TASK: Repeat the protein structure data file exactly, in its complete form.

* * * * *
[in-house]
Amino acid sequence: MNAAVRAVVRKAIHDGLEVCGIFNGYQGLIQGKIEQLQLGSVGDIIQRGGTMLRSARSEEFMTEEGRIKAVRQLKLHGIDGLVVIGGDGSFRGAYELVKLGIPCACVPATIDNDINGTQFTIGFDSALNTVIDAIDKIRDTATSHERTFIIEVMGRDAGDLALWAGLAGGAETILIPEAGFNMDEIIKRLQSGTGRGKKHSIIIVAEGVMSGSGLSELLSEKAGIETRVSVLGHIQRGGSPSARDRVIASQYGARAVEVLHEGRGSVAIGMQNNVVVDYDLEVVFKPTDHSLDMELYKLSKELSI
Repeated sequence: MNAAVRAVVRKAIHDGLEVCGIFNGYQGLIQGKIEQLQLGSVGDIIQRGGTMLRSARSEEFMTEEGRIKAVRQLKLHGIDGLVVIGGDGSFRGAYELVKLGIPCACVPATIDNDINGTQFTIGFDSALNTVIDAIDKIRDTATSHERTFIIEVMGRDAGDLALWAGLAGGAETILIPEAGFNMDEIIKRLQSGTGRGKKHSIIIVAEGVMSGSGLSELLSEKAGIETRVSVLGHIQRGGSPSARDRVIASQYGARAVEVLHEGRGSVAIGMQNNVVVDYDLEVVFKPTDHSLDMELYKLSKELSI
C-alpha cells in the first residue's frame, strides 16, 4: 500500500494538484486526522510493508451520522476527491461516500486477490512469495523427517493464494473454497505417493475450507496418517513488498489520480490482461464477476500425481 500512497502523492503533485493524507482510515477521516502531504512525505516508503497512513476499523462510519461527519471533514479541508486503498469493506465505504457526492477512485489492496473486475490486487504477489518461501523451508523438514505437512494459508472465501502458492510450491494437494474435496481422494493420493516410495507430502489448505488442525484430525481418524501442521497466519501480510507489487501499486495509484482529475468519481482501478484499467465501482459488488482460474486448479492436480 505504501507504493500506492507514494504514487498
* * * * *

[in-house]
Amino acid sequence: MNAAVRAVVRKAIHDGLEVCGIFNGYQGLIQGKIEQLQLGSVGDIIQRGGTMLRSARSEEFMTEEGRIKAVRQLKLHGIDGLVVIGGDGSFRGAYELVKLGIPCACVPATIDNDINGTQFTIGFDSALNTVIDAIDKIRDTATSHERTFIIEVMGRDAGDLALWAGLAGGAETILIPEAGFNMDEIIKRLQSGTGRGKKHSIIIVAEGVMSGSGLSELLSEKAGIETRVSVLGHIQRGGSPSARDRVIASQYGARAVEVLHEGRGSVAIGMQNNVVVDYDLEVVFKPTDHSLDMELYKLSKELSI
Repeated sequence: MNAAVRAVVRKAIHDGLEVCGIFNGYQGLIQGKIEQLQLGSVGDIIQRGGTMLRSARSEEFMTEEGRIKAVRQLKLHGIDGLVVIGGDGSFRGAYELVKLGIPCACVPATIDNDINGTQFTIGFDSALNTVIDAIDKIRDTATSHERTFIIEVMGRDAGDLALWAGLAGGAETILIPEAGFNMDEIIKRLQSGTGRGKKHSIIIVAEGVMSGSGLSELLSEKAGIETRVSVLGHIQRGGSPSARDRVIASQYGARAVEVLHEGRGSVAIGMQNNVVVDYDLEVVFKPTDHSLDMELYKLSKELSI
C-alpha cells in the first residue's frame, strides 16, 4: 500500500494538484486526522510493508451520522476527491461516500486477490512469495523427517493464494473454497505417493475450507496418517513488498489520480490482461464477476500425481 500512497502523492503533485493524507482510515477521516502531504512525505516508503497512513476499523462510519461527519471533514479541508486503498469493506465505504457526492477512485489492496473486475490486487504477489518461501523451508523438514505437512494459508472465501502458492510450491494437494474435496481422494493420493516410495507430502489448505488442525484430525481418524501442521497466519501480510507489487501499486495509484482529475468519481482501478484499467465501482459488488482460474486448479492436480 505504501507504493500506492507514494504514487498